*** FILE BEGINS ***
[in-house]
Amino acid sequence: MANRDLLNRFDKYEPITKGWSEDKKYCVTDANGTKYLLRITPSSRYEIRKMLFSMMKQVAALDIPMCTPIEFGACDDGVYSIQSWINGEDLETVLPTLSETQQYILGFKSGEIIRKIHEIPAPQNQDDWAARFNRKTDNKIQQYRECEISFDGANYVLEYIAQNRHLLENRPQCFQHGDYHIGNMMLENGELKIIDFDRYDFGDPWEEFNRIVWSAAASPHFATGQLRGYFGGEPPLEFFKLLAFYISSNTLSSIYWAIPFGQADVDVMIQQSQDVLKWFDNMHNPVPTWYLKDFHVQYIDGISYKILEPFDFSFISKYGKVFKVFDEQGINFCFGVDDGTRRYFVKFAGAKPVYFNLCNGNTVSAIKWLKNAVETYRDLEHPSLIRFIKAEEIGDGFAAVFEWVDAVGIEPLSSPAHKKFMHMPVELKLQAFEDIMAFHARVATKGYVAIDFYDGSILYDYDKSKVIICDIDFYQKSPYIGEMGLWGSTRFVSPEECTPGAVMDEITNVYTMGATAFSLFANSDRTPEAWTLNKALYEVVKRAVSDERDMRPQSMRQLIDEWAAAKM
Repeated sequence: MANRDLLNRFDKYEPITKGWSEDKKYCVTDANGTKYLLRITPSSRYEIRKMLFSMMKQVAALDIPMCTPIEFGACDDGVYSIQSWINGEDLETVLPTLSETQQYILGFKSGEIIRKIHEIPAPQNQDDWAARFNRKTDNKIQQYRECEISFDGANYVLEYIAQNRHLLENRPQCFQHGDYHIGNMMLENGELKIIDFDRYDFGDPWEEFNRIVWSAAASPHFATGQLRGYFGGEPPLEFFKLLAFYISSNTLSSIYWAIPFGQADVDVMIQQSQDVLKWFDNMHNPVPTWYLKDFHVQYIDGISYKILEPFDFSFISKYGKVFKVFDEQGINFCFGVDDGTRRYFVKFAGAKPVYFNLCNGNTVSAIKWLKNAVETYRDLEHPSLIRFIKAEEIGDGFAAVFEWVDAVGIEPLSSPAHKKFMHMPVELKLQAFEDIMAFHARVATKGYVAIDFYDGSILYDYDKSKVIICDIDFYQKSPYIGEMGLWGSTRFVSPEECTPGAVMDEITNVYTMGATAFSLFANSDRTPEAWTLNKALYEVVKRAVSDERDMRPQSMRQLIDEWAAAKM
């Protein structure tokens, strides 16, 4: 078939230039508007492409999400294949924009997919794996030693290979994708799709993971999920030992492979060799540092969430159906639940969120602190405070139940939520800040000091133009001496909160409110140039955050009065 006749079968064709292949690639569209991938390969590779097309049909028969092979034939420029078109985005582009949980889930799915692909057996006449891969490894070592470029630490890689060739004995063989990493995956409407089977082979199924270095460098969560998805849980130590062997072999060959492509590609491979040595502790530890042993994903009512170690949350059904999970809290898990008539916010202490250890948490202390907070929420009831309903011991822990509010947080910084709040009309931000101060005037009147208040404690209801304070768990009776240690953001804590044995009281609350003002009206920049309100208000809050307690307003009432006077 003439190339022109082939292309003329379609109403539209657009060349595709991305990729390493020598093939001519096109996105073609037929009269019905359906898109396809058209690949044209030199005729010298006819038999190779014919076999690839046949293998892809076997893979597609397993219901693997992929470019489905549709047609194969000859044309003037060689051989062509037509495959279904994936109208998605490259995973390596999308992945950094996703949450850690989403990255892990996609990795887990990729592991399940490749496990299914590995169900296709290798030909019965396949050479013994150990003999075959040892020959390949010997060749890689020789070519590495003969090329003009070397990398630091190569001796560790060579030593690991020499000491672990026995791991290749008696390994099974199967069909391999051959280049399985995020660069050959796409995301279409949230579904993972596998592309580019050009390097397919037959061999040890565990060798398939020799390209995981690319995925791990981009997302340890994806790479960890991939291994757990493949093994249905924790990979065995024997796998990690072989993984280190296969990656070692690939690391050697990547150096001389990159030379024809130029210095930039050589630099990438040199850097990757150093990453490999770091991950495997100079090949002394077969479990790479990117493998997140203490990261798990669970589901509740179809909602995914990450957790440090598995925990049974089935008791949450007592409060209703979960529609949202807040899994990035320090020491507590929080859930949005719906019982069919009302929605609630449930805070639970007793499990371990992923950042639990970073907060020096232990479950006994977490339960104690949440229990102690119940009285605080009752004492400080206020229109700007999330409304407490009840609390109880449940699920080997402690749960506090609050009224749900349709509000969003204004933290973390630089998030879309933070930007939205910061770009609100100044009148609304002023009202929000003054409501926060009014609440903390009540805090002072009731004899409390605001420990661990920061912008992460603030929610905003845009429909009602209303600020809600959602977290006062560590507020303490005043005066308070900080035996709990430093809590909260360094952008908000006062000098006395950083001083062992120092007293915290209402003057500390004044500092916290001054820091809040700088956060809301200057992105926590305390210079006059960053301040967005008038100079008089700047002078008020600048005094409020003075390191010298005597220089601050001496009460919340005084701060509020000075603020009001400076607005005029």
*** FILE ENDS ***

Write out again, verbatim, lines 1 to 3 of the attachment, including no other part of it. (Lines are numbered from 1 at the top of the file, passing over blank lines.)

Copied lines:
[in-house]
Amino acid sequence: MANRDLLNRFDKYEPITKGWSEDKKYCVTDANGTKYLLRITPSSRYEIRKMLFSMMKQVAALDIPMCTPIEFGACDDGVYSIQSWINGEDLETVLPTLSETQQYILGFKSGEIIRKIHEIPAPQNQDDWAARFNRKTDNKIQQYRECEISFDGANYVLEYIAQNRHLLENRPQCFQHGDYHIGNMMLENGELKIIDFDRYDFGDPWEEFNRIVWSAAASPHFATGQLRGYFGGEPPLEFFKLLAFYISSNTLSSIYWAIPFGQADVDVMIQQSQDVLKWFDNMHNPVPTWYLKDFHVQYIDGISYKILEPFDFSFISKYGKVFKVFDEQGINFCFGVDDGTRRYFVKFAGAKPVYFNLCNGNTVSAIKWLKNAVETYRDLEHPSLIRFIKAEEIGDGFAAVFEWVDAVGIEPLSSPAHKKFMHMPVELKLQAFEDIMAFHARVATKGYVAIDFYDGSILYDYDKSKVIICDIDFYQKSPYIGEMGLWGSTRFVSPEECTPGAVMDEITNVYTMGATAFSLFANSDRTPEAWTLNKALYEVVKRAVSDERDMRPQSMRQLIDEWAAAKM
Repeated sequence: MANRDLLNRFDKYEPITKGWSEDKKYCVTDANGTKYLLRITPSSRYEIRKMLFSMMKQVAALDIPMCTPIEFGACDDGVYSIQSWINGEDLETVLPTLSETQQYILGFKSGEIIRKIHEIPAPQNQDDWAARFNRKTDNKIQQYRECEISFDGANYVLEYIAQNRHLLENRPQCFQHGDYHIGNMMLENGELKIIDFDRYDFGDPWEEFNRIVWSAAASPHFATGQLRGYFGGEPPLEFFKLLAFYISSNTLSSIYWAIPFGQADVDVMIQQSQDVLKWFDNMHNPVPTWYLKDFHVQYIDGISYKILEPFDFSFISKYGKVFKVFDEQGINFCFGVDDGTRRYFVKFAGAKPVYFNLCNGNTVSAIKWLKNAVETYRDLEHPSLIRFIKAEEIGDGFAAVFEWVDAVGIEPLSSPAHKKFMHMPVELKLQAFEDIMAFHARVATKGYVAIDFYDGSILYDYDKSKVIICDIDFYQKSPYIGEMGLWGSTRFVSPEECTPGAVMDEITNVYTMGATAFSLFANSDRTPEAWTLNKALYEVVKRAVSDERDMRPQSMRQLIDEWAAAKM